Trinklein v. Commissioner of Social Security

Filing 15

ORDER Adopting in Part and Rejecting in Part 12 Report and Recommendation. Signed by District Judge Terrence G. Berg. (AChu)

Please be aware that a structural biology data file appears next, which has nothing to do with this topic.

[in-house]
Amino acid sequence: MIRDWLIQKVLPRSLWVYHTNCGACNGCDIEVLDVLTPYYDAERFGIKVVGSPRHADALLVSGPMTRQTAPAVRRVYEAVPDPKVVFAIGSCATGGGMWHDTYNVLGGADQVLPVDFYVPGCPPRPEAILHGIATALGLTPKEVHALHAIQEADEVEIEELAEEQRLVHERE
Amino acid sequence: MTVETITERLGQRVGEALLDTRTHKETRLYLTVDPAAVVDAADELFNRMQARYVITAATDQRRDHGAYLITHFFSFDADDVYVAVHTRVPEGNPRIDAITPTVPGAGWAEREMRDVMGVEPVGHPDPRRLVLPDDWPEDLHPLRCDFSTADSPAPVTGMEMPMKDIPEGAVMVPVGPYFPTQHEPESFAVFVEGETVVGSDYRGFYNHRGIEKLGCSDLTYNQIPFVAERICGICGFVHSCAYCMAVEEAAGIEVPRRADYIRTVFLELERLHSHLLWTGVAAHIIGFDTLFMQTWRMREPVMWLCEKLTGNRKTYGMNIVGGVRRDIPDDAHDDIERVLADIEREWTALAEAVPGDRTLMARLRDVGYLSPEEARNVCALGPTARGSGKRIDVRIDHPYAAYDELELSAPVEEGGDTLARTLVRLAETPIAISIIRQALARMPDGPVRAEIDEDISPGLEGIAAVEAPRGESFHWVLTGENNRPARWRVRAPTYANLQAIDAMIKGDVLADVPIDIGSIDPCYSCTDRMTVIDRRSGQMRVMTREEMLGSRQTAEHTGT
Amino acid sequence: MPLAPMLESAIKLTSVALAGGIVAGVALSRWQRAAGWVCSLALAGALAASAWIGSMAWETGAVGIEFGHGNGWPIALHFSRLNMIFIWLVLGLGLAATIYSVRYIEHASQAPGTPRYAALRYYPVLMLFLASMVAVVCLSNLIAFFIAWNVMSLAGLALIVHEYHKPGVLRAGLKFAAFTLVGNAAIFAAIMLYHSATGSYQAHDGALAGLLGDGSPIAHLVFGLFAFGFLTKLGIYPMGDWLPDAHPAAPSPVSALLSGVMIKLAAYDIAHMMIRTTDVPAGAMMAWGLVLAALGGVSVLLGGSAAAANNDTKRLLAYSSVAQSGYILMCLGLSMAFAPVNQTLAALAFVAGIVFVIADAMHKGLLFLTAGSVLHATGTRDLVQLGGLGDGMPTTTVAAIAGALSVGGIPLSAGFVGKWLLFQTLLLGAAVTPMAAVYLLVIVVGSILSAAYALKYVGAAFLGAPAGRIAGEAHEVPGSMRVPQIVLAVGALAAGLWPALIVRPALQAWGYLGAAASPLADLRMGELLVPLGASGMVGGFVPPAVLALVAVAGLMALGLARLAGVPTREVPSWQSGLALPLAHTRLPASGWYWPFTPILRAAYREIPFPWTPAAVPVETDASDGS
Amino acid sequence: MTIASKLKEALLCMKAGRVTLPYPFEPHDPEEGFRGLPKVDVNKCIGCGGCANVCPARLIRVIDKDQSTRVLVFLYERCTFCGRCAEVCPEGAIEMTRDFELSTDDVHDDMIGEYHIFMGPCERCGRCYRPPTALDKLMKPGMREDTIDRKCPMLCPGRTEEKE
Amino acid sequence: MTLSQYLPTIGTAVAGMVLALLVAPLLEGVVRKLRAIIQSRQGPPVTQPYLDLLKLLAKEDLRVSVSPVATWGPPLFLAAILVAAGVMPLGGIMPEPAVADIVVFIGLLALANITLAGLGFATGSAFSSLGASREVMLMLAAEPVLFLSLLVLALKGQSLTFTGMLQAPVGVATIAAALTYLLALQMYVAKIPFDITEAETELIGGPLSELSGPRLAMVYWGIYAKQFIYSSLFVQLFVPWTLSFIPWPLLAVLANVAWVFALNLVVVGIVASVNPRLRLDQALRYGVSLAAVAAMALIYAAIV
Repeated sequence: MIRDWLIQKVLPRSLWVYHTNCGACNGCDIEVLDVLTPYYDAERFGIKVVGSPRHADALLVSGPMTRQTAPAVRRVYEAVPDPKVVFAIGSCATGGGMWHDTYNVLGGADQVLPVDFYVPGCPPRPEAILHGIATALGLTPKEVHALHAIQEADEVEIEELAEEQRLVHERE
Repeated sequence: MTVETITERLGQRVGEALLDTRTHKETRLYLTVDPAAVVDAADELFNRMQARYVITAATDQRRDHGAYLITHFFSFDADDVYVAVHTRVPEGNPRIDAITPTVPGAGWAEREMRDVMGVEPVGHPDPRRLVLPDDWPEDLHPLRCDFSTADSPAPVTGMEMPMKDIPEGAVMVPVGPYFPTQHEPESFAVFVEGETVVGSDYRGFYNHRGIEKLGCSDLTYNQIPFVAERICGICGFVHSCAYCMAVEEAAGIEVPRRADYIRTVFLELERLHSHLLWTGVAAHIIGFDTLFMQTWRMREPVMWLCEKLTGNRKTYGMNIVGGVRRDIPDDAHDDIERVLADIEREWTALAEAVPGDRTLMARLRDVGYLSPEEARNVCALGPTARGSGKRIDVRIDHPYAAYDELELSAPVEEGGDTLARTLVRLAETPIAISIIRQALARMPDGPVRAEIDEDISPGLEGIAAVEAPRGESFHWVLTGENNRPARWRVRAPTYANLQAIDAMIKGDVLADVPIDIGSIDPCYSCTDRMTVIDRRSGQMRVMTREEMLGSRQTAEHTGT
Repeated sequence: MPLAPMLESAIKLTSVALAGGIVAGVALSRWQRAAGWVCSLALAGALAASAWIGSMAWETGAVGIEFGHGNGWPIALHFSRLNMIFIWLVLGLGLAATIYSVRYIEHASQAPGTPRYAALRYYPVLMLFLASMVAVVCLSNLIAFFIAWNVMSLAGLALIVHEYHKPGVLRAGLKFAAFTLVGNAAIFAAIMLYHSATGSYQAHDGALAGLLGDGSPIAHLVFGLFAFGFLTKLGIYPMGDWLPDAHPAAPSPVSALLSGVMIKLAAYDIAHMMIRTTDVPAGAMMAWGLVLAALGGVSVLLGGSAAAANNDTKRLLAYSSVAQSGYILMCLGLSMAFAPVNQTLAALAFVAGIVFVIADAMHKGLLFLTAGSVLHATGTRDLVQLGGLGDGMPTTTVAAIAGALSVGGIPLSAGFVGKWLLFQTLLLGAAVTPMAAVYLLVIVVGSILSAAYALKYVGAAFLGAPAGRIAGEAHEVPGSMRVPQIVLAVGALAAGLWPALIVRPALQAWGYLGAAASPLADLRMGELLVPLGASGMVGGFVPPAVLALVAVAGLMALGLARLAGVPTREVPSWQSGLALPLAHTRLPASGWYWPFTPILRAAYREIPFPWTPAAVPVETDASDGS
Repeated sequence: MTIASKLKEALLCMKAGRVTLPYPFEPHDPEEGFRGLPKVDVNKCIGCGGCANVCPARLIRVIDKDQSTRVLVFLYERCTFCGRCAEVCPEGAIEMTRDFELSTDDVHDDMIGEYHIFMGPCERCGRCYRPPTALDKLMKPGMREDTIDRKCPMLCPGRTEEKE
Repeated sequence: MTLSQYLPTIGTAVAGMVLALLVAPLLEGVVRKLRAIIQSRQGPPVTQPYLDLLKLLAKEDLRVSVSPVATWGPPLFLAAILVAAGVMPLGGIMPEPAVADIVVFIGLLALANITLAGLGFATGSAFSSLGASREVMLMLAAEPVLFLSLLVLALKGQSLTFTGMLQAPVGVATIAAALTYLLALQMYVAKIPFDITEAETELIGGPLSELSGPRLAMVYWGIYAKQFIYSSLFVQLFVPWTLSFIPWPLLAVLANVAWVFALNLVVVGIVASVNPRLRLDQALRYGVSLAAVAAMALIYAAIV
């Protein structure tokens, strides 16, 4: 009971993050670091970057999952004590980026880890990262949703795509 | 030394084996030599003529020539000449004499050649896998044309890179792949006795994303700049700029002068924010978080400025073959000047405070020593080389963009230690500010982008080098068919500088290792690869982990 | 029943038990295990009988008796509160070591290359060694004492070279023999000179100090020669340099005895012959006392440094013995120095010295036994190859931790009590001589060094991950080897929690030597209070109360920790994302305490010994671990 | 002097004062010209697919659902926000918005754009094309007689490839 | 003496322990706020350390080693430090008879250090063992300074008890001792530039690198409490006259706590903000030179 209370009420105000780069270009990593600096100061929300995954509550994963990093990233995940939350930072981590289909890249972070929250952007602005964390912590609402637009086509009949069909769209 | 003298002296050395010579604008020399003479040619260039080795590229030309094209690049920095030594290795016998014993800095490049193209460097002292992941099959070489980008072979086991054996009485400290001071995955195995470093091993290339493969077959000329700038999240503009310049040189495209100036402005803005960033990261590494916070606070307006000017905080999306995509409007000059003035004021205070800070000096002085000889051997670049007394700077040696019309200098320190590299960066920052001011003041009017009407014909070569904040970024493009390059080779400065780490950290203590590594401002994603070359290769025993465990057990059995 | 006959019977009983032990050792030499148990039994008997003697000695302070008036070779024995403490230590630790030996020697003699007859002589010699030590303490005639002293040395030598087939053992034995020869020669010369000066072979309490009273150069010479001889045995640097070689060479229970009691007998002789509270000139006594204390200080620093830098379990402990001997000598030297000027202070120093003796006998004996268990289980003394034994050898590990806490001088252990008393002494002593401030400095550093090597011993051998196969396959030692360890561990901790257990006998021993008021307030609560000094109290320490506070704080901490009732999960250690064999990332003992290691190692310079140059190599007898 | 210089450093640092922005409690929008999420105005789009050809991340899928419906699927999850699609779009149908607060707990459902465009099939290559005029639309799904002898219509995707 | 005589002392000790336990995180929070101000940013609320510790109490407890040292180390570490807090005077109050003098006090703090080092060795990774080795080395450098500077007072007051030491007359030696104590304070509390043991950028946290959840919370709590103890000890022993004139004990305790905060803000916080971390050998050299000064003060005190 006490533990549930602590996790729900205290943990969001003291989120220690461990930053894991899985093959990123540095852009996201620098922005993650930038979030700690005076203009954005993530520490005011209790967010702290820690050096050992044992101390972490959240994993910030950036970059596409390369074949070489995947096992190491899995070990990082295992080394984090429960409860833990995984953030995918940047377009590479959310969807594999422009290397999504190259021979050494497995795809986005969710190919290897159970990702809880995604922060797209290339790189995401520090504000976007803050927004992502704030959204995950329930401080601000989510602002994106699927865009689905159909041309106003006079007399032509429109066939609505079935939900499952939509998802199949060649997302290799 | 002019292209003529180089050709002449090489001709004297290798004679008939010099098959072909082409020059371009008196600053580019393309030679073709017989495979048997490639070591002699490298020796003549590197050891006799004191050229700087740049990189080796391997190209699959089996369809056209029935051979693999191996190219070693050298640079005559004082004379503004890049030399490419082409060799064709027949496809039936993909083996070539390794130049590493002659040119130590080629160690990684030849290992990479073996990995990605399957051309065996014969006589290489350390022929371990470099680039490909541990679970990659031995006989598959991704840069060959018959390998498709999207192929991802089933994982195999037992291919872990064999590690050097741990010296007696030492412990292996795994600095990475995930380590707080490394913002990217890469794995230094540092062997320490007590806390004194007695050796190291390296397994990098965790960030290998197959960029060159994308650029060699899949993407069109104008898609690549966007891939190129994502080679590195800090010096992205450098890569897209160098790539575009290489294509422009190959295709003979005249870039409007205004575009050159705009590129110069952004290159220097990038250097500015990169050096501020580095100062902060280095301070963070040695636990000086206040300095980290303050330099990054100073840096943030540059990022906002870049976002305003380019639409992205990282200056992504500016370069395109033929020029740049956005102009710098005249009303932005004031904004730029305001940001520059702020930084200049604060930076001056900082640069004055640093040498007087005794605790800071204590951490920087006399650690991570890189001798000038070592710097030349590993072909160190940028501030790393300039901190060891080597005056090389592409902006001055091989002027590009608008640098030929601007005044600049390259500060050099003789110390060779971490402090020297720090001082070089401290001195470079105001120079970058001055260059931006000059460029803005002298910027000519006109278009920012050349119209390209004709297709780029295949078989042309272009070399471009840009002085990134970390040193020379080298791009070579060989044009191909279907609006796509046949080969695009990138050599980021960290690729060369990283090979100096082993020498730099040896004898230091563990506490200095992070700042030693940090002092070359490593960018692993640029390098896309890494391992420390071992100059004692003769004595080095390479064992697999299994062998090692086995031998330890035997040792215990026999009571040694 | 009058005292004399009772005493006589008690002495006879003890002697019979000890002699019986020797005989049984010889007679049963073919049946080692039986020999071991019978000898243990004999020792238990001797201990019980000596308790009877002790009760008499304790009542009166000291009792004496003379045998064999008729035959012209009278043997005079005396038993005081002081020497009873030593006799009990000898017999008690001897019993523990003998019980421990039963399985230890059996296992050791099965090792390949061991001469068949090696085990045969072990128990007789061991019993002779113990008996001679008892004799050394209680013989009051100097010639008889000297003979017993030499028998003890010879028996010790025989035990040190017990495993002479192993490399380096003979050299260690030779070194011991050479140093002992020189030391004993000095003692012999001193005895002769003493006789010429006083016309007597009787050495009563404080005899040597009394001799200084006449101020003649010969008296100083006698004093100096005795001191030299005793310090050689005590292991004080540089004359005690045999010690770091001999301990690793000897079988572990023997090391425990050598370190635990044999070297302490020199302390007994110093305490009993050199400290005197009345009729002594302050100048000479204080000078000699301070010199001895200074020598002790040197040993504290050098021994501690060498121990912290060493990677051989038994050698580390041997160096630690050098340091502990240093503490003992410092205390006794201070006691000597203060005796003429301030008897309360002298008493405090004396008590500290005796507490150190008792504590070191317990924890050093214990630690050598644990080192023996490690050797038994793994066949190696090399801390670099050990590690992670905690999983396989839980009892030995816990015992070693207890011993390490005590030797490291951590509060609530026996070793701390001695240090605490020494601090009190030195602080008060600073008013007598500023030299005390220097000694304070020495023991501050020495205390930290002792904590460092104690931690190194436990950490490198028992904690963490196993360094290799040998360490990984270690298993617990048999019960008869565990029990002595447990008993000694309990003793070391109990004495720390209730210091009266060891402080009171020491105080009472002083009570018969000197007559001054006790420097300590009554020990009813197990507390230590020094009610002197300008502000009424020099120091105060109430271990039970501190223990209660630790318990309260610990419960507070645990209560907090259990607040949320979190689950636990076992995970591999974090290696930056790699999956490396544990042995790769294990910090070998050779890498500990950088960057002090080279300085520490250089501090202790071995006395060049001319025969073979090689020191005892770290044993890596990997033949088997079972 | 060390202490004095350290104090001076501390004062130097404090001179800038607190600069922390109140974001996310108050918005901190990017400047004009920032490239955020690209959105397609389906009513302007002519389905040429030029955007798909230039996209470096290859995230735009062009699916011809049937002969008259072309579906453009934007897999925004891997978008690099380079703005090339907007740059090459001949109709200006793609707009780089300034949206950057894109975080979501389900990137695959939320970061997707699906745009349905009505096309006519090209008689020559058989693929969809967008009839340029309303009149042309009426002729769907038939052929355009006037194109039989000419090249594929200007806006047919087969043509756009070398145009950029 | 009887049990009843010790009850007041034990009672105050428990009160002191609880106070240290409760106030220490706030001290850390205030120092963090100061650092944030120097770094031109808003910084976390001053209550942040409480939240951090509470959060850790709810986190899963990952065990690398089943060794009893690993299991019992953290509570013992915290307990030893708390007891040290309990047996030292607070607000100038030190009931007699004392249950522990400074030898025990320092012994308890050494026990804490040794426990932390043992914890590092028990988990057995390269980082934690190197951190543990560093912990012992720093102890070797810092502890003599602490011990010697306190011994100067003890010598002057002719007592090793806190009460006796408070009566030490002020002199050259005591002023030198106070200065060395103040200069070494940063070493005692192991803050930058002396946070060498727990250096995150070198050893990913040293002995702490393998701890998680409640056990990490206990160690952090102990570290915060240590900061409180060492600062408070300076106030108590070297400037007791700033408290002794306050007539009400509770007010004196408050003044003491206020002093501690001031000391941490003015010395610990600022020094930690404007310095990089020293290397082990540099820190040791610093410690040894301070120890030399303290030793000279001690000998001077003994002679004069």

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Case 2:21-cv-12096-TGB-EAS ECF No. 15, PageID.706 Filed 09/15/22 Page 1 of 12 UNITED STATES DISTRICT COURT EASTERN DISTRICT OF MICHIGAN SOUTHERN DIVISION 2:21-CV-12096-TGB-EAS THOMAS TRINKLEIN, Plaintiff, ORDER ADOPTING IN PART AND REJECTING IN PART REPORT AND RECOMMENDATION (ECF NO. 12) vs. COMMISSIONER OF SOCIAL SECURITY, Defendant. This matter is before the Court on Magistrate Judge Elizabeth A. Stafford’s Report and Recommendation of July 11, 2022 (ECF No. 12), recommending that Plaintiff’s motion for summary judgment be denied (ECF No. 9), that Defendant’s motion for summary judgment be granted (ECF No. 10), and that the findings of the Commissioner be affirmed. Plaintiff filed timely objections to the Report and Recommendation (ECF No. 13), and the Commissioner filed a response (ECF. No. 14). The Court has reviewed Magistrate Judge Stafford’s Report and Recommendation, and Plaintiff’s objections thereto. For the reasons set forth below, Plaintiff’s objections are SUSTAINED IN PART and OVERRULED IN PART. Accordingly, the Report and Recommendation is ACCEPTED IN PART and REJECTED IN PART, and this case is 1 Case 2:21-cv-12096-TGB-EAS ECF No. 15, PageID.707 Filed 09/15/22 Page 2 of 12 remanded to the Commissioner under 42 U.S.C. 405(g) for further proceedings consistent with this order. I. BACKGROUND Mr. Trinklein applied for disability benefits in June 2018, asserting he became disabled on March 2, 2018 from a pinched nerve, herniated disc, arthritis in his knees and neck, hypertension, high cholesterol, and associated symptoms. ECF No. 12, PageID.672. He had previously worked as a purchasing manager, shipping/receiving manager, and safety director for an automotive industry machinery supply company. Tr. 10/31/2019 at 5-6, ECF No. 7, PageID.88-89. After Mr. Trinklein’s application was initially denied, he properly applied for review. He and a vocational expert both testified at a hearing in front of an Administrative Law Judge (“ALJ”) on October 31, 2019. ECF No. 7, PageID.84-114. The parties participated in a supplemental hearing on August 20, 2020, during which the ALJ heard additional testimony from the vocational expert in response to an expert report submitted by Mr. Trinklein and from Mr. Trinklein about his continuing treatment. Id. at PageID.61-83. The ALJ eventually issued a decision denying benefits on September 25, 2020. Id. at PageID.41-60. Mr. Trinklein timely appealed the decision to the Appeals Council, which declined to review the ALJ’s decision. ECF No. 7, PageID.30-35. After that, Mr. Trinklein appropriately appealed his determination to this Court. Judge Stafford 2 Case 2:21-cv-12096-TGB-EAS ECF No. 15, PageID.708 Filed 09/15/22 Page 3 of 12 issued a Report and Recommendation affirming the Commissioner’s decision. ECF No. 12. Mr. Trinklein timely filed two Objections, which the Court is now prepared to review. ECF No. 13. II. STANDARD OF REVIEW Either party may serve and file written objections “[w]ithin fourteen days after being served with a copy” of the report and recommendation. 28 U.S.C. § 636(b)(1). Objections must cite the specific portion of the report and recommendation to which they pertain. This Court must conduct a de novo review (as if it were considering the issues for the first time) of the parts of a report and recommendation to which a party objects. See 28 U.S.C. § 636(b)(1). “A judge of the court may accept, reject, or modify, in whole or in part, the findings or recommendations made by the magistrate judge. The judge may also receive further evidence or recommit the matter to the magistrate judge with instructions.” Id. For any parts of the report and recommendation reviewed de novo, the Court’s judicial review is nevertheless circumscribed: the Court “must affirm the Commissioner’s conclusions absent a determination that the Commissioner has failed to apply the correct legal standards or has made findings of fact unsupported by substantial evidence in the record.”1 Longworth v. Comm’r of Soc. Sec., 402 F.3d 591, 595 (6th Cir. The ALJ’s decision stands as the Commissioner’s final decision. See 20 C.F.R. § 404.981. 3 1 Case 2:21-cv-12096-TGB-EAS ECF No. 15, PageID.709 Filed 09/15/22 Page 4 of 12 2005). Substantial evidence is not a high standard, requiring “more than a scintilla of evidence but less than a preponderance.” Rogers v. Comm’r of Soc. Sec., 486 F.3d 234, 241 (6th Cir. 2007). III. ANALYSIS A. Objection One Mr. Trinklein’s first objection is that Judge Stafford improperly affirmed the ALJ’s analysis at Step Five of the Social Security disability analysis. Specifically, he finds fault with the assessment of the transferability of his work skills from his previous jobs to any other work that he might be able to perform, stating that his testimony regarding “limited computer skills” was disregarded in finding that he could transfer to other jobs “involving much more substantial use of a computer during the day.” ECF No. 13, PageID.689-692. The parties do not contest that Mr. Trinklein is limited to light work and that his transferrable skills should be evaluated under the framework for individuals above the age of 60, which was his age at the time of the hearing. ECF No. 12, PageID.676. For individuals at that age limited to light work, the Social Security Administration has indicated: we will find that you have skills that are transferable to skilled or semiskilled light work only if the light work is so similar to your previous work that you would need to make very little, if any, vocational adjustment in terms of tools, work processes, work settings, or the industry. 20 C.F.R. § 404.1568(4). Guidance from the agency further explains that in determining transferability of skills in this age group, 4 Case 2:21-cv-12096-TGB-EAS ECF No. 15, PageID.710 Filed 09/15/22 Page 5 of 12 the semiskilled or skilled job duties of their past work must be so closely related to other jobs which they can perform that they could be expected to perform these other identified jobs at a high degree of proficiency with a minimal amount of job orientation. Social Security Ruling 82-41. The Ruling goes on to contrast skills that are unlikely to be transferable with only minimal orientation (“where job skills are unique to a specific work process in a particular industry or work setting, e.g., carpenter in the construction industry, skills will not be found to be transferable without the need for more than a minimal vocational adjustment by way of tools, work processes, work settings, or industry”) versus those that are likely to be transferable even for this age group (“job skills [with] universal applicability across industry lines, e.g., clerical, professional, administrative, or managerial types of jobs”). Id. The ALJ found (and Judge Stafford affirmed) that given his past relevant work, Mr. Trinklein had the following skills: “scheduling, customer service, report preparation, negotiating, training, record keeping, data entry, working with numbers, math, estimating, clerical, computer, inventory, and ordering.” ECF No. 7, PageID.54. She further found that, based on the vocational expert’s testimony, there were at least four jobs that exist in significant numbers in the national economy that were compatible with Mr. Trinklein’s medical limitations and that he could perform with “little or no vocational adjustment” and with “a minimal amount of job orientation,” as required by the relevant Social 5 Case 2:21-cv-12096-TGB-EAS ECF No. 15, PageID.711 Filed 09/15/22 Page 6 of 12 Security guidance. Id. On this basis, she found that Mr. Trinklein was not disabled at Step Five of the disability analysis. The Court finds that the ALJ’s decision on this issue is supported by “substantial evidence” such that it must be affirmed. The ALJ specifically asked the vocational expert to identify jobs that Mr. Trinklein could transfer his skills to and that would require “little to no vocational adjustment in tools, processes, setting, or industry.” ECF No. 7, PageID.111. There is no reason to believe that the vocational expert and the ALJ were not considering computer usage in evaluating this hypothetical. The ALJ went one step further and issued a written interrogatory to the vocational expert on November 13, 2019: More specificity is requested relative to the degree of transferability. Are the above light and sedentary occupations “so similar to [the claimant’s past work] that he would need to make very little, if any, vocational adjustment in terms of tools, work processes, work settings, or the industry”? ECF No. 7, PageID.336. At the supplemental hearing on August 20, 2020, the ALJ asked several follow-up questions of the vocational expert about transferability of skills. ECF No. 7, PageID.71-76. This questioning, in combination with the vocational expert’s responses, further supports the conclusion that the ALJ’s assessment of whether Mr. Trinklein’s skills could be transferred to other jobs was based on substantial evidence. The ALJ acknowledged the testimony of Plaintiff’s expert, Dr. Robert Ancell, regarding Plaintiff’s potential limitations and the 6 Case 2:21-cv-12096-TGB-EAS ECF No. 15, PageID.712 Filed 09/15/22 Page 7 of 12 difficulty that he would have transferring to jobs that required greater computer usage. ECF No. 7, PageID.52-53. But she found that opinion “unpersuasive” and “not consistent with the medical evidence or rules of Social Security.” Id. The ALJ is authorized to make this type of assessment of provided evidence, and Mr. Trinklein has not raised any allegation of legal error in doing so. Mr. Trinklein primarily argues that the amount of computer work required of any of the proposed available jobs should have been more closely scrutinized by the ALJ, because computers are key to the “tools” and “work processes” of many jobs. But the ALJ heard testimony from Mr. Trinklein about his use of computers at his previous job. ECF No. 7, PageID.91 (“wrote my own Excels”); PageID.127 (“did a lot of computer work in the afternoon,” “logged all actions and activities on computers”); there is no evidence that she did not consider it. And he does not cite any authority for the proposition that an ALJ must give “special consideration” to computer usage over any other component of work processes, such as data entry, math, or negotiating, or that somehow a failure to specifically discuss the computer usage demands between an individual’s past work and potentially available work in the national economy is legal error. His prior work skills and functions are similar to those with “universal applicability” described in SSR 82-41 and therefore are more likely to be transferable with minimal adjustment. Objection One is therefore overruled. 7 Case 2:21-cv-12096-TGB-EAS ECF No. 15, PageID.713 Filed 09/15/22 Page 8 of 12 B. Objection Two Mr. Trinklein’s second objection is that the R&R erred in finding no fault with the ALJ’s determinations that his visual impairments were nonsevere and did not need to be incorporated into his residual functional capacity (“RFC”). An individual’s RFC is “the most you can still do despite your limitations.” 20 C.F.R. § 416.945(a)(1). In assessing an RFC, an ALJ “must consider limitations and restrictions imposed by all of an individual’s impairments, even those that are not ‘severe.’” Dyson v. Comm’r of Soc. Sec, 786 Fed. App’x 586, 588 (6th Cir. 2019) (quoting SSR 96-8p, 1996 WL 374184, at *5 (S.S.A. July 2, 1996)). An ALJ need not specifically discuss nonsevere impairments in the assessment, however, so long as the analysis otherwise makes clear that she has followed the relevant guidance in considering them. Emard v. Comm’r of Soc. Sec., 953 F.3d 844, 852 (6th Cir. 2020). The ALJ has significant discretion in determining how to weigh the evidence. 42 U.S.C. § 405(g); Kalmbach v. Comm’r of Soc. Sec., 409 Fed. App’x 852, 859 (6th Cir. 2011). Nevertheless, the ALJ’s treatment of Mr. Trinklein’s testimony and the doctor’s report adduced to the record at the supplemental hearing appears inadequate. See Ex. 16F, ECF No. 7, PageID.594. In her decision, the ALJ summarizes the evidence regarding Mr. Trinklein’s eye-related impairments and her conclusion that they are nonsevere as follows: 8 Case 2:21-cv-12096-TGB-EAS ECF No. 15, PageID.714 Filed 09/15/22 Page 9 of 12 As for glaucoma, the claimant was seen on June 2, 2020 (16F9). The report indicates that the claimant complained of difficulty reading small print with his glasses, and, when he misses his medication, he has eye pain (Id). He also reported that he was not compliant with his medication, as he did not utilize the eye drops each day (Id). The severity of the condition was noted as mild by the doctor (Id). The correction noted for computer, reading, and distance vision were glasses (16F12). When corrected, the claimant had 20/50 near vision and 20/20 distance vision with both eyes (16F13). The only recommended treatment was continued use of the eye drops (16F15). Based on this, the condition does not appear to significantly limit the ability of the claimant to perform basic work functions, and is non-severe. When the claimant uses his medication and glasses, this condition is successfully treated. ECF No. 7, PageID.47. There are at least two problems with this analysis.2 The first is the ALJ’s conclusion that when Mr. Trinklein “uses his medication and glasses, this condition is successfully treated.” Mr. Trinklein testified at two hearings about treatments for and limitations from his eye condition: at the first, he explained that his doctor prescribed “droplets” because he suffered from glaucoma, which caused his “eyeballs [to] overpressure” and made him experience what felt like “brain freeze” (ECF. No. 7, PageID.103-04); at the second, he testified that he continued to Mr. Trinklein also quibbles with the ALJ’s decision to focus on his correction in both eyes with glasses being “20/50 near vision and 20/20 distance vision” while not mentioning that his right eye corrected vision is only 20/100. But this is not a mistake so much as it is a decision to emphasize particular evidence in the record; this alone is not a reason to sustain the Objection. 9 2 Case 2:21-cv-12096-TGB-EAS ECF No. 15, PageID.715 Filed 09/15/22 Page 10 of 12 experience a “brain freeze headache with the eyes” when he “tried to do … things at home on the computer” despite treatment (ECF No. 7, PageID.69). According to Mr. Trinklein’s testimony from that second hearing, his doctor had told him that “the[] drops aren’t working” and that he needed to “get [his] eyes lasered to get that pressure off.” Id. The ALJ was not required to accept Mr. Trinklein’s testimony concerning limitations from and treatment for his eye condition, but she discounted it without addressing the medical evidence supporting it. Treatment notes from June 2020, for example, reflect that Mr. Trinklein was experiencing “blurred vision” and “severe sensitivity to lights” in addition to the ocular pain for which the eye drops were prescribed. ECF No. 7, PageID.603. Those notes reflect that Mr. Trinklein would also need an “LPI” (laser peripheral iridotomy) to decrease his “risk for angle closure glaucoma” and include a referral to a specialist “for evaluation and tx [treatment].” ECF No. 7, PageID.608. The second problem is the ALJ’s conclusion that “the only recommended treatment [for the eye condition] was continued use of the eye drops.” As noted above, treatment notes reflect that Mr. Trinklein needs laser treatment and a referral to a specialist to treat new and ongoing symptoms. These notes suggest a progression of his disease; previous notes reflect doctors wanted only to “monitor” it. Id. (from 2019, “monitor. no indication for tx at this time.”); id. at PageID.466 (from 2018, “Monitor … Educated patient on options for a consult with JMO for laser 10 Case 2:21-cv-12096-TGB-EAS ECF No. 15, PageID.716 Filed 09/15/22 Page 11 of 12 or possibility of starting drops … Pt wishes to start drops.”) In the ALJ’s decision there is no indication one way or another whether she considered this information. Given these exclusions, and the possibility that the ALJ did not properly consider the severity of and any work-related limitations from Mr. Trinklein’s eye condition, the Court cannot find that ALJ’s decision is supported by substantial evidence. See, e.g., Howard v. Comm'r of Soc. Sec., 276 F.3d 235, 240–41 (6th Cir. 2002) (ALJ’s decision not supported by substantial evidence when “selective inclusion” of information from the record “does not accurately describe” claimant’s condition in RFC). These defects are especially problematic in light of the vocational expert’s testimony that the jobs she identified would require more than occasional computer usage. Mr. Trinklein’s Objection Two is therefore sustained. CONCLUSION For all of the above reasons, Plaintiff’s Objections to Magistrate Judge Stafford’s Report and Recommendation (ECF No. 13) are SUSTAINED IN PART AND OVERRULED IN PART. Accordingly, the Court ACCEPTS IN PART AND REJECTS IN PART the Report and Recommendation (ECF No. 12). Judgment shall enter in favor of Plaintiff against the Commissioner, REVERSING the Commissioner’s decision that Plaintiff is not disabled and REMANDING this case to the Commissioner under 42 U.S.C. § 405(g) for further proceedings consistent with this opinion. 11 Case 2:21-cv-12096-TGB-EAS ECF No. 15, PageID.717 Filed 09/15/22 Page 12 of 12 DATED this 15th day of September, 2021. BY THE COURT: /s/Terrence G. Berg TERRENCE G. BERG United States District Judge 12